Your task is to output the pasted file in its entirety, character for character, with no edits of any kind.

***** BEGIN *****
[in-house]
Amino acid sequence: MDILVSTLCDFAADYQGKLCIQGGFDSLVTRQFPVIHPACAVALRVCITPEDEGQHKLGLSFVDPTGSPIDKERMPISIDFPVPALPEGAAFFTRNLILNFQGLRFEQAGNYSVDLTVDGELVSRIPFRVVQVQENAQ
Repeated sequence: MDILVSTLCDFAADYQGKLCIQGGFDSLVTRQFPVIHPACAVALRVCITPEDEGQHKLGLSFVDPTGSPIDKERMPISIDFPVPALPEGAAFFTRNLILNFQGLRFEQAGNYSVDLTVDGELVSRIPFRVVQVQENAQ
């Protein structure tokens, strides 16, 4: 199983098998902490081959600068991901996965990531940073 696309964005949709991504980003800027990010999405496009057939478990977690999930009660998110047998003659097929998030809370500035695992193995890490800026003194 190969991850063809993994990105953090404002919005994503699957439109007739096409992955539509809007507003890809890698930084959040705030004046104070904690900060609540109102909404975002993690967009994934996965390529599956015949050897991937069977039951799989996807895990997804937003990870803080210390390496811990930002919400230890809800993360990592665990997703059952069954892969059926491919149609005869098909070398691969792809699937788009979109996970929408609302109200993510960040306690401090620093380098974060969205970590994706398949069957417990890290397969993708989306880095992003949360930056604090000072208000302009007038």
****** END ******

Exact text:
[in-house]
Amino acid sequence: MDILVSTLCDFAADYQGKLCIQGGFDSLVTRQFPVIHPACAVALRVCITPEDEGQHKLGLSFVDPTGSPIDKERMPISIDFPVPALPEGAAFFTRNLILNFQGLRFEQAGNYSVDLTVDGELVSRIPFRVVQVQENAQ
Repeated sequence: MDILVSTLCDFAADYQGKLCIQGGFDSLVTRQFPVIHPACAVALRVCITPEDEGQHKLGLSFVDPTGSPIDKERMPISIDFPVPALPEGAAFFTRNLILNFQGLRFEQAGNYSVDLTVDGELVSRIPFRVVQVQENAQ
């Protein structure tokens, strides 16, 4: 199983098998902490081959600068991901996965990531940073 696309964005949709991504980003800027990010999405496009057939478990977690999930009660998110047998003659097929998030809370500035695992193995890490800026003194 190969991850063809993994990105953090404002919005994503699957439109007739096409992955539509809007507003890809890698930084959040705030004046104070904690900060609540109102909404975002993690967009994934996965390529599956015949050897991937069977039951799989996807895990997804937003990870803080210390390496811990930002919400230890809800993360990592665990997703059952069954892969059926491919149609005869098909070398691969792809699937788009979109996970929408609302109200993510960040306690401090620093380098974060969205970590994706398949069957417990890290397969993708989306880095992003949360930056604090000072208000302009007038």